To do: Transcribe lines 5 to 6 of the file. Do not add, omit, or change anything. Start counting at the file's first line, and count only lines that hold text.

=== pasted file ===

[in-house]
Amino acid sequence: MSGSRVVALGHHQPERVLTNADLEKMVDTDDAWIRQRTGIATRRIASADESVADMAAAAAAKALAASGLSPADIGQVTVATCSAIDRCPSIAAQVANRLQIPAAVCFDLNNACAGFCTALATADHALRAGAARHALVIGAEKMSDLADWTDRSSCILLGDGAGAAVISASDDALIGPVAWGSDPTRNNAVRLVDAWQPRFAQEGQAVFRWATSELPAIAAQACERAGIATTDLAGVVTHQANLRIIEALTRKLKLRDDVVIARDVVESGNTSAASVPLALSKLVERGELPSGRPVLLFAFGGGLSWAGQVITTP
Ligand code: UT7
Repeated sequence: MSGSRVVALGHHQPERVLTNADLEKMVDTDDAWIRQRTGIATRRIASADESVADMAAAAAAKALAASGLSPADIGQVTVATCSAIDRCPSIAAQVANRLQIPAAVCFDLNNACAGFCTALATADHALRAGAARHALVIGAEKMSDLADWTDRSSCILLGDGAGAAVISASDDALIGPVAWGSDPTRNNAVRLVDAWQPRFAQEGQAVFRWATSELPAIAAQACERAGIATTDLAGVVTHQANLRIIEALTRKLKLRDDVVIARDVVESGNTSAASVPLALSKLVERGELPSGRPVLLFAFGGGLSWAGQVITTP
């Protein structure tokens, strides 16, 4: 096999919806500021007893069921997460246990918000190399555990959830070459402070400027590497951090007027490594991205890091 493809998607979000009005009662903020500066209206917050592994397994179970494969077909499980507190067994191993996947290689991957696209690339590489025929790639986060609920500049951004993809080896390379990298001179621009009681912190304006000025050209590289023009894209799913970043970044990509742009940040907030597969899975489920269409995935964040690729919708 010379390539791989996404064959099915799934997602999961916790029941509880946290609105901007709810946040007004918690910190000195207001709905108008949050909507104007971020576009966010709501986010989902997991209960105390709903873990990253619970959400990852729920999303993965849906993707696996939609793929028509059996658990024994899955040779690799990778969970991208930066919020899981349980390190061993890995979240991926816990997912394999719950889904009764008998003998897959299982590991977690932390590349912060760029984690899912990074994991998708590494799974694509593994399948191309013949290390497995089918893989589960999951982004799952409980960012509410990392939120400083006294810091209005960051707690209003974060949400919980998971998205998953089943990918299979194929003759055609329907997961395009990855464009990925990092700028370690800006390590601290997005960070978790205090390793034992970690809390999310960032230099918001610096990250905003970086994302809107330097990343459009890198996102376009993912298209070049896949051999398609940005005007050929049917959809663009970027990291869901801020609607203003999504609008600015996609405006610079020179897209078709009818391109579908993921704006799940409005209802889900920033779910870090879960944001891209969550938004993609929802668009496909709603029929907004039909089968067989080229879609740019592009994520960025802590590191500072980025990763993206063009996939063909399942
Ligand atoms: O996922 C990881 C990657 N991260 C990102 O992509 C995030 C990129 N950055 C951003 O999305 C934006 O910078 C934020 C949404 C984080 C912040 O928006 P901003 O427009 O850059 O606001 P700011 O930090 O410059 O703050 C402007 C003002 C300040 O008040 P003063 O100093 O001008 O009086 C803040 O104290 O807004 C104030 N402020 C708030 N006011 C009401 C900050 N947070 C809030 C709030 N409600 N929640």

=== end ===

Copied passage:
């Protein structure tokens, strides 16, 4: 096999919806500021007893069921997460246990918000190399555990959830070459402070400027590497951090007027490594991205890091 493809998607979000009005009662903020500066209206917050592994397994179970494969077909499980507190067994191993996947290689991957696209690339590489025929790639986060609920500049951004993809080896390379990298001179621009009681912190304006000025050209590289023009894209799913970043970044990509742009940040907030597969899975489920269409995935964040690729919708 010379390539791989996404064959099915799934997602999961916790029941509880946290609105901007709810946040007004918690910190000195207001709905108008949050909507104007971020576009966010709501986010989902997991209960105390709903873990990253619970959400990852729920999303993965849906993707696996939609793929028509059996658990024994899955040779690799990778969970991208930066919020899981349980390190061993890995979240991926816990997912394999719950889904009764008998003998897959299982590991977690932390590349912060760029984690899912990074994991998708590494799974694509593994399948191309013949290390497995089918893989589960999951982004799952409980960012509410990392939120400083006294810091209005960051707690209003974060949400919980998971998205998953089943990918299979194929003759055609329907997961395009990855464009990925990092700028370690800006390590601290997005960070978790205090390793034992970690809390999310960032230099918001610096990250905003970086994302809107330097990343459009890198996102376009993912298209070049896949051999398609940005005007050929049917959809663009970027990291869901801020609607203003999504609008600015996609405006610079020179897209078709009818391109579908993921704006799940409005209802889900920033779910870090879960944001891209969550938004993609929802668009496909709603029929907004039909089968067989080229879609740019592009994520960025802590590191500072980025990763993206063009996939063909399942
Ligand atoms: O996922 C990881 C990657 N991260 C990102 O992509 C995030 C990129 N950055 C951003 O999305 C934006 O910078 C934020 C949404 C984080 C912040 O928006 P901003 O427009 O850059 O606001 P700011 O930090 O410059 O703050 C402007 C003002 C300040 O008040 P003063 O100093 O001008 O009086 C803040 O104290 O807004 C104030 N402020 C708030 N006011 C009401 C900050 N947070 C809030 C709030 N409600 N929640």